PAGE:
The National Security Agency is urging Microsoft Windows administrators and users to ensure they are using a patched and updated system in the face of growing threats. Recent warnings by Microsoft stressed the importance of installing patches to address a protocol vulnerability in older versions of Windows. Microsoft has warned that this flaw is potentially “wormable,” meaning it could spread without user interaction across the internet. We have seen devastating computer worms inflict damage on unpatched systems with wide-ranging impact, and are seeking to motivate increased protections against this flaw.
CVE-2019-0708, dubbed “BlueKeep,” is a vulnerability in the Remote Desktop (RDP) protocol. It is present in Windows 7, Windows XP, Server 2003 and 2008, and although Microsoft has issued a patch, potentially millions of machines are still vulnerable.
Remote Desktop Zero-Day Bug Allows Attackers to Hijack Sessions
A new zero-day vulnerability has been disclosed that could allow attackers to hijack existing Remote Desktop Services sessions in order to gain access to a computer.
The flaw can be exploited to bypass the lock screen of a Windows machine, even when two-factor authentication (2FA) mechanisms such as Duo Security MFA are used. Other login banners an organization may set up are also bypassed.
Synthetic clicks and the macOS flaw Apple can’t seem to fix
What’s more embarrassing than a researcher revealing a security oversight in a company’s software?
In the case of Apple, it would be when that software, macOS 10.15 ‘Catalina’, hasn’t even shipped to users yet.
The bearer of bad news was noted researcher Patrick Wardle of Digita Security, who used last weekend’s Objective by the Sea conference in advance of macOS 10.15’s launch this week to reveal a weakness through which malicious apps could exploit ‘synthetic clicks’ – automated clicks or keystrokes made by an app in the interests of accessibility.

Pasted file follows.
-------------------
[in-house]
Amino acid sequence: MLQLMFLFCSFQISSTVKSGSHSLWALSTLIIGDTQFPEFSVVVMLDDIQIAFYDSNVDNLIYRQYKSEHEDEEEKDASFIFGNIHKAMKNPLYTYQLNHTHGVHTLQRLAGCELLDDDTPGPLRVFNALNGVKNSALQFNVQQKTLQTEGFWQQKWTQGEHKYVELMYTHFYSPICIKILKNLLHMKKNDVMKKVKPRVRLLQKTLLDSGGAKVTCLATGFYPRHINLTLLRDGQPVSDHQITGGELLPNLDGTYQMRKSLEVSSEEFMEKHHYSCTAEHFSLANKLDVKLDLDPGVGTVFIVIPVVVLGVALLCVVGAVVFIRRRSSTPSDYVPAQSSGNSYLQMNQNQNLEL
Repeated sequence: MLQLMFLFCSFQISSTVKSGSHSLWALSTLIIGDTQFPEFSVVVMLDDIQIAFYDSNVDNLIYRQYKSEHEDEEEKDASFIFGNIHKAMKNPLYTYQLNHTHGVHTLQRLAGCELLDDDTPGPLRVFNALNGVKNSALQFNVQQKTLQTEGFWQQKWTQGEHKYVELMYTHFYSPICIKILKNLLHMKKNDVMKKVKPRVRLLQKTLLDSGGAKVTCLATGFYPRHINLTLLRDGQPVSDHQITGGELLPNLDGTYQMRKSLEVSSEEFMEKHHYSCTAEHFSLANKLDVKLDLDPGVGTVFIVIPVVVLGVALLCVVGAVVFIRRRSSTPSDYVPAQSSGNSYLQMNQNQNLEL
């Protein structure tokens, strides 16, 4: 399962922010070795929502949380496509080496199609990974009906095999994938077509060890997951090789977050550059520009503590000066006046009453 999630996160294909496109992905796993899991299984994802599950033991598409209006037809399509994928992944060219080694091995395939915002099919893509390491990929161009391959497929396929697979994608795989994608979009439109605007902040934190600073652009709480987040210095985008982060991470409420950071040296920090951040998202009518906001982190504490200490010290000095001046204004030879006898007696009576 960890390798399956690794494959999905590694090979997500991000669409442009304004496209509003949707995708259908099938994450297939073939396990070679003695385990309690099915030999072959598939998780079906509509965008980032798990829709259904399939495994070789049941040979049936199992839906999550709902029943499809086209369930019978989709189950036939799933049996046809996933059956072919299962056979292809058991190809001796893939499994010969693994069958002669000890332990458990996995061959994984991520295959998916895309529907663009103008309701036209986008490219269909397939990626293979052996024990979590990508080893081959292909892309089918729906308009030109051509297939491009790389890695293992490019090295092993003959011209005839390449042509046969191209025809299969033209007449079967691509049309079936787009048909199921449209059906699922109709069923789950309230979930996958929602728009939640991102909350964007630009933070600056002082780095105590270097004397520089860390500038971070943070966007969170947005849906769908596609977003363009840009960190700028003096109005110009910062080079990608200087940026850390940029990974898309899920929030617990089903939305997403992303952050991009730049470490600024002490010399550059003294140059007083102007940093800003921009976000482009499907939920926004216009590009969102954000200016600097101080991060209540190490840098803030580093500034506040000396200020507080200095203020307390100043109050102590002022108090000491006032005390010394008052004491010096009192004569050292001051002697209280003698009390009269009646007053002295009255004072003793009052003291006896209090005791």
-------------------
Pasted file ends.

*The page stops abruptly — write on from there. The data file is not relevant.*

Hijacking this, malware could automatically generate synthetic clicks to bypass prompts that ask the user to authorise actions such as installing software, hijacking webcams and microphones, or accessing Apple’s Keychain password manager, none of which would be a good thing.
Because macOS security depends on the response to such alerts, malware that can simulate these clicks on behalf of the user would have a dangerous amount of power.
Windows 10 Apps Hit by Malicious Ads that Blockers Won't Stop
Windows 10 users in Germany are reporting that while using their computer, their default browser would suddenly open to malicious and scam advertisements. These advertisements are being shown by malvertising campaigns on the Microsoft Advertising network that are being displayed in ad supported apps.
As a way to monetize free apps, Microsoft offers Windows 10 app developers the ability to use their Microsoft Advertising SDK to display ads in their apps. For example. Microsoft News and Microsoft Jigsaw utilize Microsoft Advertising to display ads.
WPA3 Will Save Our Wi-Fi! Uh, Yeah, Not So Fast…
Ever since the Wi-Fi Protected Access (WPA2) protocol was discovered to be vulnerable to Key Reinstallation Attacks(KRACKs) by forcing nonce reuse and the Wi-Fi Alliance approved and introduced the WPA3 protocol as a more secure replacement to WPA2, many people have been anxiously awaiting the new Wi-Fi WPA3 protocol to regain confidence that their private Wi-Fi networks are once again secure from trivial attacks like KRACK.
How To Make a Cardboard Iron Man Infinity Gauntlet
Sure, you can go out and buy an off-the-shelf replica of Iron Man’s infinity gauntlet from Avengers: Endgame, but there’s something so satisfying about building your own. Seanscrafts shows us his DIY gauntlet he made using cardboard, a glove, hot glue, and paints.